Court of Appeals of Oregon, August 26, 2020
The decedent, Robert Golik, died of mesothelioma allegedly as a result of his exposure to asbestos. The decedent passed away prior to the lawsuit being filed, and was therefore, never deposed regarding his work history or exposure to asbestos. At trial, The plaintiff, Alice Golik, presented evidence that the decedent was an employee of Armstrong Contracting and Supply Corporation (AC&S) and worked as an insulator helper at the defendant, Georgia Pacific Consumer Products, LLC’s (GPCP) paper mill for a few weeks during 1965.
Without direct testimony from the decedent, GPCP was unsuccessful in trying to prove the decedent’s alternate exposures to asbestos.
To that end, during discovery, the defendants requested bankruptcy claim forms, supporting documents and any information that was submitted to the bankruptcy trusts on behalf of the decedent. The plaintiff produced the claim forms that were submitted to the trusts. She also produced a comprehensive work-history affidavit, which had been submitted to some of the trusts in support of the claims. The work-history affidavit summarized the decedent’s asbestos-related work history and detailed several of his exposures to asbestos. The work-history affidavit, in addition to attesting to many other exposures, stated that the decedent had worked, and been exposed to asbestos, on various defendants’ premises, including at defendant’s mill.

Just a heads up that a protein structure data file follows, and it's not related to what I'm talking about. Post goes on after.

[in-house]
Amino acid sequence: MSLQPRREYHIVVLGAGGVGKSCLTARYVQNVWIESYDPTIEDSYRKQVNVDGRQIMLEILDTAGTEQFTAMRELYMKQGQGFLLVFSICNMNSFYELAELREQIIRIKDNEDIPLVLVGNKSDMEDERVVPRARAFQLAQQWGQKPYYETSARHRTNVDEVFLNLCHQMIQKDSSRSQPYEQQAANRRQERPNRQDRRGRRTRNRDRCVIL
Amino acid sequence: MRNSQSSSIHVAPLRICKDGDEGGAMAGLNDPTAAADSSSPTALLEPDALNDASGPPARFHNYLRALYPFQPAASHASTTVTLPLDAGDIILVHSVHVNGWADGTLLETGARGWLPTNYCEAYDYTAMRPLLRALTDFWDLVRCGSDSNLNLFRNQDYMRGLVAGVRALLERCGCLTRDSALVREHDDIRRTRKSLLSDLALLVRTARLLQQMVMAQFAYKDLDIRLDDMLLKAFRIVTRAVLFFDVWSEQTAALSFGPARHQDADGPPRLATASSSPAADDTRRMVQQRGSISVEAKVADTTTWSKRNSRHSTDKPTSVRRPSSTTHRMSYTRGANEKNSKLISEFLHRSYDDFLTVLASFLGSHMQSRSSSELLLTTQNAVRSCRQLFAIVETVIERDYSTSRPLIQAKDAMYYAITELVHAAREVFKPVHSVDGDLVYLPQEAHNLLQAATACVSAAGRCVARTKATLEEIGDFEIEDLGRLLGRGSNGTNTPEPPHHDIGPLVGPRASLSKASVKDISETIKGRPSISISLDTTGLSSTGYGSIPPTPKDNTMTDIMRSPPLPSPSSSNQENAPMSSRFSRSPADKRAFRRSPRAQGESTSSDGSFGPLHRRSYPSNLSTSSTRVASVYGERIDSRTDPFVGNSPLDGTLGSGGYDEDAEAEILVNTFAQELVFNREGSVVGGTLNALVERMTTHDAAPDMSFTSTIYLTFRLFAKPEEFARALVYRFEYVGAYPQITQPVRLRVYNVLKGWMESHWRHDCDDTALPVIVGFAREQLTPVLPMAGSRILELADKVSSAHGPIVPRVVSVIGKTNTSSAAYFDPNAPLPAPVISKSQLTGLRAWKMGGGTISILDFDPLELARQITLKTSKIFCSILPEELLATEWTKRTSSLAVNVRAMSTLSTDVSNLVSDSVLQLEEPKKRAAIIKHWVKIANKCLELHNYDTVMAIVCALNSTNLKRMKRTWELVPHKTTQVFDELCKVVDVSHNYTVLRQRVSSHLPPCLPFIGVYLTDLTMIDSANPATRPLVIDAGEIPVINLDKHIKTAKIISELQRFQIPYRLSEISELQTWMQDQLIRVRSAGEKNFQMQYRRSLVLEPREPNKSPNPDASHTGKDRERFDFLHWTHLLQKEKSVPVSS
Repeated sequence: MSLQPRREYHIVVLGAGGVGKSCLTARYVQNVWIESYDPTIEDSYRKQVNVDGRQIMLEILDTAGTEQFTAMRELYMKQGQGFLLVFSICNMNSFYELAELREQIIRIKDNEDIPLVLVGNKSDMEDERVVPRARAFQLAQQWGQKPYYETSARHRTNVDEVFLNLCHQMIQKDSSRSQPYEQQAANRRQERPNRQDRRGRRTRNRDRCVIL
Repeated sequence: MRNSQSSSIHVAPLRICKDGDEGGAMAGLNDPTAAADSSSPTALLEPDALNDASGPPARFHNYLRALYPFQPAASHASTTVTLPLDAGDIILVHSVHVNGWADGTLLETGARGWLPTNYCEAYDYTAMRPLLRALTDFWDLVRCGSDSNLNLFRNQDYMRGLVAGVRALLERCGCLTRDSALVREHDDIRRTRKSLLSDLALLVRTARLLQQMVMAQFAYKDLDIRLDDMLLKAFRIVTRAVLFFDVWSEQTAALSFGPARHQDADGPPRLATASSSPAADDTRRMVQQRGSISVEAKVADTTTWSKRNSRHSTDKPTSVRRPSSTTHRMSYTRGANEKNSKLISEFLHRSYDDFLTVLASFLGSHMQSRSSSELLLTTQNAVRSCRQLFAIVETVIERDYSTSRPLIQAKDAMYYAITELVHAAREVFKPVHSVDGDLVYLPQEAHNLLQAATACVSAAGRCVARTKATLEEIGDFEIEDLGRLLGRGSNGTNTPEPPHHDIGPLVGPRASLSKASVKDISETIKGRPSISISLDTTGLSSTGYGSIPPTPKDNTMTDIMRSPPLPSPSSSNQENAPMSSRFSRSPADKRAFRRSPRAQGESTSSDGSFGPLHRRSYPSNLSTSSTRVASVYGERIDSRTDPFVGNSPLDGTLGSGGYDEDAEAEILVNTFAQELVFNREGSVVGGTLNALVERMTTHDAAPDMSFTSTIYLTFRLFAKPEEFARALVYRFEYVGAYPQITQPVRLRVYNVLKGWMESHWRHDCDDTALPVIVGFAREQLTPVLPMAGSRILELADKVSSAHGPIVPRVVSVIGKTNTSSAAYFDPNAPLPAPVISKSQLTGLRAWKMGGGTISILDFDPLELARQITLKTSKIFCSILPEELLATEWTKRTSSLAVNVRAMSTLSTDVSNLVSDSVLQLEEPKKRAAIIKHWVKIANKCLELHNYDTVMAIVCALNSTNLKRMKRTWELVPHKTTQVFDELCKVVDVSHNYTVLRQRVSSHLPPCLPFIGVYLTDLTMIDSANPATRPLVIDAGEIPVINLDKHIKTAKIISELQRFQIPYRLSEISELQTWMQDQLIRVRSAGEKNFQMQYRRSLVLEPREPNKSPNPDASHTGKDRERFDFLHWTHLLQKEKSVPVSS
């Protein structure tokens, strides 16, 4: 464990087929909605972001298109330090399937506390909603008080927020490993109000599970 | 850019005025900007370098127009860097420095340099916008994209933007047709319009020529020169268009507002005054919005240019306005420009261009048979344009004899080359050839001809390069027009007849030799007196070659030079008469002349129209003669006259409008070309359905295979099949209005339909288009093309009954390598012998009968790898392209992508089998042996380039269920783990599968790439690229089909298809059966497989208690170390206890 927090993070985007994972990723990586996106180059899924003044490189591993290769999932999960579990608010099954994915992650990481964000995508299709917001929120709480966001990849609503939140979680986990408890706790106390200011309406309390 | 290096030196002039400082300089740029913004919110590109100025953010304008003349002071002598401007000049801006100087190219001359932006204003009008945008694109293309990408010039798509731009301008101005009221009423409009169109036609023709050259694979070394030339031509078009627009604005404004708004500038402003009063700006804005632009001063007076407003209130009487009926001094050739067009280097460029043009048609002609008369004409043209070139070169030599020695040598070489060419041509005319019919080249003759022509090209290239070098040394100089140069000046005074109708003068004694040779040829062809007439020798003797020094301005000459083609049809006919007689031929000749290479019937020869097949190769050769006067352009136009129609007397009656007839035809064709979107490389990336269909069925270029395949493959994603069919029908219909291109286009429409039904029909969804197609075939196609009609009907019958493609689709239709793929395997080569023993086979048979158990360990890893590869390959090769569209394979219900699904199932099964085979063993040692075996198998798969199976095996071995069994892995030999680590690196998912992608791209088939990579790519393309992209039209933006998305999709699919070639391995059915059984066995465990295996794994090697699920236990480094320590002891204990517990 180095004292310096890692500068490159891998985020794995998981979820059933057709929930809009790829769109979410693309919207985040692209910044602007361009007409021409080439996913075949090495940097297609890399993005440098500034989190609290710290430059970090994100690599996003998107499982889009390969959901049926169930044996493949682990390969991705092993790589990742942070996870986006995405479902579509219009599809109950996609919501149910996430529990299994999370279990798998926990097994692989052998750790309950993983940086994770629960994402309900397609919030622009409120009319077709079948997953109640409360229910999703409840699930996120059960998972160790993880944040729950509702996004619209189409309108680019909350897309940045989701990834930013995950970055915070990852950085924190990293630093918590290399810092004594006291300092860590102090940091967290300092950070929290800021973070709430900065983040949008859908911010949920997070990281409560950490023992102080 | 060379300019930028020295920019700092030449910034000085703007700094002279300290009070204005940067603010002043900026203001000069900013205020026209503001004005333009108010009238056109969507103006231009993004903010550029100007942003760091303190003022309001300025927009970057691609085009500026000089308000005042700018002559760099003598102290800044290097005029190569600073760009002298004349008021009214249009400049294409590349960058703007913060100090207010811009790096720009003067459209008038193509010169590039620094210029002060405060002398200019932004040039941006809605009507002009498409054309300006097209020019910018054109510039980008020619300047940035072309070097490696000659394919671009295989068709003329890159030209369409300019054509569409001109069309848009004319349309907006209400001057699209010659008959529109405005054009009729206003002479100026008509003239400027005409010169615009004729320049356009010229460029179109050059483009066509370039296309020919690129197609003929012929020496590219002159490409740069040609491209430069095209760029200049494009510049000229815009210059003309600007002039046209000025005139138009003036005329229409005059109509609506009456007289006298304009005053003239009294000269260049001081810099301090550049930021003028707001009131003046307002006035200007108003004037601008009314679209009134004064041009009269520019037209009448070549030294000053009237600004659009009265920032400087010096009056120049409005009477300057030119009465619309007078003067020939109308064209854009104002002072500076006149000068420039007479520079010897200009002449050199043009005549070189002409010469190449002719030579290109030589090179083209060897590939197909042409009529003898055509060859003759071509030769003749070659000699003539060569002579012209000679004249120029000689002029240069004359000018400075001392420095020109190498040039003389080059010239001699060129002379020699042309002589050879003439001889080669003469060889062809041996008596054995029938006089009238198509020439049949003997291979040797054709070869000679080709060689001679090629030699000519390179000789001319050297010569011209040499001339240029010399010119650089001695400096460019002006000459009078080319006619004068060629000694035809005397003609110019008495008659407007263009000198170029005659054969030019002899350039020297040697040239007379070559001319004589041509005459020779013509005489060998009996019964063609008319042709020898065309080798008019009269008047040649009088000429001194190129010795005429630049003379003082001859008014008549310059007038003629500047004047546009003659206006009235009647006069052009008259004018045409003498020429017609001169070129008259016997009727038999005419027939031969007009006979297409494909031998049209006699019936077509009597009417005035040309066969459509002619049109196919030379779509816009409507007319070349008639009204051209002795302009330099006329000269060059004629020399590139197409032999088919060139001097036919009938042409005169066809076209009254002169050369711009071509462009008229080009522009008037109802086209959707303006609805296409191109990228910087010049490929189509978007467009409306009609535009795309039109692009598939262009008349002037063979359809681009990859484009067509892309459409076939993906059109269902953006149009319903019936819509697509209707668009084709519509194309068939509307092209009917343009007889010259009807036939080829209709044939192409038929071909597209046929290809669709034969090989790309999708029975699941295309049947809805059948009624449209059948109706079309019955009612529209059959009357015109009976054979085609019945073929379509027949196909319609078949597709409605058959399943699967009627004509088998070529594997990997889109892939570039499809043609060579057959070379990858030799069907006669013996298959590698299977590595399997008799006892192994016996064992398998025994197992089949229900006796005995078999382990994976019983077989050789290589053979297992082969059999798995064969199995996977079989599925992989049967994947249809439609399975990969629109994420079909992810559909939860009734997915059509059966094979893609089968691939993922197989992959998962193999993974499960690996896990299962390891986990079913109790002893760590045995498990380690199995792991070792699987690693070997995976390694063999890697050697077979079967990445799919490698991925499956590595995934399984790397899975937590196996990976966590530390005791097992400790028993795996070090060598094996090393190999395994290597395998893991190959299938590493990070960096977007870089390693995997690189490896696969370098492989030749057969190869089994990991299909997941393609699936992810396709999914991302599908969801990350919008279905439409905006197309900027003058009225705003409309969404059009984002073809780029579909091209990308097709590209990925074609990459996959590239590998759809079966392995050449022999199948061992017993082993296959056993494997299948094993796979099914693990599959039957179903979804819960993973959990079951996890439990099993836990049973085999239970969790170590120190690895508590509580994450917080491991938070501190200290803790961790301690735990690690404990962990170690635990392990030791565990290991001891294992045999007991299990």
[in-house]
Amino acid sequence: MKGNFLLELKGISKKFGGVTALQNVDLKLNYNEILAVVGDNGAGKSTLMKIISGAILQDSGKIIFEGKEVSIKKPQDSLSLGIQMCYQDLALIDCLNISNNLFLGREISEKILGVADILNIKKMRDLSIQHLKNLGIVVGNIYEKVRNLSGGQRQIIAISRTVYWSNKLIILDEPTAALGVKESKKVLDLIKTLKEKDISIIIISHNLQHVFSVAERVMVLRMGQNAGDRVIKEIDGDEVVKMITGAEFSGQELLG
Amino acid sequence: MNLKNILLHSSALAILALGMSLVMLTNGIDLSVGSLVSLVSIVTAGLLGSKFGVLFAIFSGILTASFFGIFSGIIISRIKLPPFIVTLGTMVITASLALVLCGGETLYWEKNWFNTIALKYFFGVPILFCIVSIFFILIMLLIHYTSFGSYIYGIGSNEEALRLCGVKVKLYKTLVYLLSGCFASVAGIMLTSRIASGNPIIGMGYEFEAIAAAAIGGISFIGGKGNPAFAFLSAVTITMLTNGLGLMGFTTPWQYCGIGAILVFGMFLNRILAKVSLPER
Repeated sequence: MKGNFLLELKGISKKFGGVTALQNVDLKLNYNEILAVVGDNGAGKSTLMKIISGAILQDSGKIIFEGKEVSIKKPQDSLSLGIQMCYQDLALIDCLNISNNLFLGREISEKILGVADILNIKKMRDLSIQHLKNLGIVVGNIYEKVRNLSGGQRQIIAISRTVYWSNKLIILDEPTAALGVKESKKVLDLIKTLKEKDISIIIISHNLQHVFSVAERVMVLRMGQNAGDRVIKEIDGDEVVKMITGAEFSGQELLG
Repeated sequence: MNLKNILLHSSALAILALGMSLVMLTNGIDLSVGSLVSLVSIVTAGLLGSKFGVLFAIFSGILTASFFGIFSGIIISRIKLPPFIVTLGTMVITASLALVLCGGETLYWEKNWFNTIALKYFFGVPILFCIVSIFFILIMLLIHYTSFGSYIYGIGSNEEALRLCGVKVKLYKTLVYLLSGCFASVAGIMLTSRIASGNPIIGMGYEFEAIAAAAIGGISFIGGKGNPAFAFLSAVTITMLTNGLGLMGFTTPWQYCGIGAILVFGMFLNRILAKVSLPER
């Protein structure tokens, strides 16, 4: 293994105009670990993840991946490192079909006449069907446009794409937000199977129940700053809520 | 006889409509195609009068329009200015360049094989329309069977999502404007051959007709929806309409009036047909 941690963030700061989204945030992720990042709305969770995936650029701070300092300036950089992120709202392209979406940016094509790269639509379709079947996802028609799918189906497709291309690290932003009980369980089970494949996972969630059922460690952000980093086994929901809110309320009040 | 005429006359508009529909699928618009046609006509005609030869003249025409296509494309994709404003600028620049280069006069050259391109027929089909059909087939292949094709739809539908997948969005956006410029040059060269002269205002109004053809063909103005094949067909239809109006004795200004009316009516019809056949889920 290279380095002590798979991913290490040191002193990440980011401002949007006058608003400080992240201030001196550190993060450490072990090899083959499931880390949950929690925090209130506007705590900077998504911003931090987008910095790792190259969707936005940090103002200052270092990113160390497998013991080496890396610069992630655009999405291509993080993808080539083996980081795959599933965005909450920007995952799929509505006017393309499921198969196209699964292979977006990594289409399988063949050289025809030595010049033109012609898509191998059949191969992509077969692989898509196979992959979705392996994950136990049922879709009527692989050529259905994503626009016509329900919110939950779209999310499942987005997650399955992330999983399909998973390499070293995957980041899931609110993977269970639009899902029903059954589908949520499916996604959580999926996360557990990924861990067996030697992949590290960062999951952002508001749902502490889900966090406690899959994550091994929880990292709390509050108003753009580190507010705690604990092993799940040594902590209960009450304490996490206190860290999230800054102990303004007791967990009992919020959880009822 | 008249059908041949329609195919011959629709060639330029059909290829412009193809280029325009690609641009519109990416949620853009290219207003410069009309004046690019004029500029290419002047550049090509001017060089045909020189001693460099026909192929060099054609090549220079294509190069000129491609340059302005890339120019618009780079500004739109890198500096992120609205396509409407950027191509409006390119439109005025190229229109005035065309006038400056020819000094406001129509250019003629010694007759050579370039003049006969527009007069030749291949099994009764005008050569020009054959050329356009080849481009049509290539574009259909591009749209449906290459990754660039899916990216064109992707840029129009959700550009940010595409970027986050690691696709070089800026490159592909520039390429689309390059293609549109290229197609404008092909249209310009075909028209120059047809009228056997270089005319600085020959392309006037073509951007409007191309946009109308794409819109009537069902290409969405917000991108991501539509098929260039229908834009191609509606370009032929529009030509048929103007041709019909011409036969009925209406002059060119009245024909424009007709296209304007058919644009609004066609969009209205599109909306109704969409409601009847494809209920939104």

At trial, GPCP decided not to present the work-history affidavit that detailed possible alternate exposures since it also detailed exposures from GPCP’s mill. Based upon the evidence presented at trial, the jury found GPCP liable.
After trial, GPCP requested a hearing at which the court would decide whether the plaintiff’s previous settlements with the bankruptcy trusts had been reasonable. Under Washington law, once the court made that determination, it would reduce the verdict by the amount of the previous settlements.
To prepare for that hearing, GPCP sought additional information about the bankruptcy trust settlements. When GPCP received the documents directly from the bankruptcy trusts, it discovered that, during pretrial discovery, the plaintiff had not turned over all the supporting documents submitted in support of the claim forms. Among the undisclosed documents was an affidavit in which the decedent described his work in the merchant marine.
Upon learning of the new exposure and supporting documents, GPCP moved for a new trial under ORCP 64 B(2) and (4), arguing that the plaintiff’s failure to turn over the documents, including the merchant marine affidavit, was misconduct by the prevailing party, under ORCP 64 B(2), that materially affected GPCP’s substantial rights.
The plaintiff argued that the failure to provide the affidavit during discovery was an inadvertent oversight, not rising to the level of misconduct under ORCP 64 B(2). The court did not agree, finding that the plaintiff deliberately withheld discovery. The court further agreed that the plaintiff’s misconduct materially affected GPCP’s substantial rights since the affidavit included information regarding the decedent’s alternate exposures to asbestos that more than likely would have been presented by GPCP at trial. Therefore, the plaintiff’s misconduct materially impaired GPCP’s ability to present its case to the jury.
Here, the appellate court agreed with the trial court’s decision to order a new trial and vacate the judgment.